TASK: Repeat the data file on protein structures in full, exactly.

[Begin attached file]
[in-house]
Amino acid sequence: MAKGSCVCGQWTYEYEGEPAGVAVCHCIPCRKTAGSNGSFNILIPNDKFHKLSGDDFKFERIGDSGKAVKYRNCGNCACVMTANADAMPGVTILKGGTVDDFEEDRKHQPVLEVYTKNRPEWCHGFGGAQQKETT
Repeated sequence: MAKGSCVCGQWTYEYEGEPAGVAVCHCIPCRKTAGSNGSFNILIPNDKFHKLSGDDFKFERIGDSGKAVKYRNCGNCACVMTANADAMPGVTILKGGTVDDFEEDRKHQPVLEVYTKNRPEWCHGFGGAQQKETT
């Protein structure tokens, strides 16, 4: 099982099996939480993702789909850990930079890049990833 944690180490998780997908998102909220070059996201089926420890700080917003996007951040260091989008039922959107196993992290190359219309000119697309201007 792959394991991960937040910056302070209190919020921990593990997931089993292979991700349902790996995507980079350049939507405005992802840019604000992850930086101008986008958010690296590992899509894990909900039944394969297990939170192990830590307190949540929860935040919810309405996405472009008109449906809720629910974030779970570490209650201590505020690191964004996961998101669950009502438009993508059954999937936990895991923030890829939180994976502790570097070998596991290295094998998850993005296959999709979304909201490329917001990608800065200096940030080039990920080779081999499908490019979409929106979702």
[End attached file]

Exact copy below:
[in-house]
Amino acid sequence: MAKGSCVCGQWTYEYEGEPAGVAVCHCIPCRKTAGSNGSFNILIPNDKFHKLSGDDFKFERIGDSGKAVKYRNCGNCACVMTANADAMPGVTILKGGTVDDFEEDRKHQPVLEVYTKNRPEWCHGFGGAQQKETT
Repeated sequence: MAKGSCVCGQWTYEYEGEPAGVAVCHCIPCRKTAGSNGSFNILIPNDKFHKLSGDDFKFERIGDSGKAVKYRNCGNCACVMTANADAMPGVTILKGGTVDDFEEDRKHQPVLEVYTKNRPEWCHGFGGAQQKETT
């Protein structure tokens, strides 16, 4: 099982099996939480993702789909850990930079890049990833 944690180490998780997908998102909220070059996201089926420890700080917003996007951040260091989008039922959107196993992290190359219309000119697309201007 792959394991991960937040910056302070209190919020921990593990997931089993292979991700349902790996995507980079350049939507405005992802840019604000992850930086101008986008958010690296590992899509894990909900039944394969297990939170192990830590307190949540929860935040919810309405996405472009008109449906809720629910974030779970570490209650201590505020690191964004996961998101669950009502438009993508059954999937936990895991923030890829939180994976502790570097070998596991290295094998998850993005296959999709979304909201490329917001990608800065200096940030080039990920080779081999499908490019979409929106979702």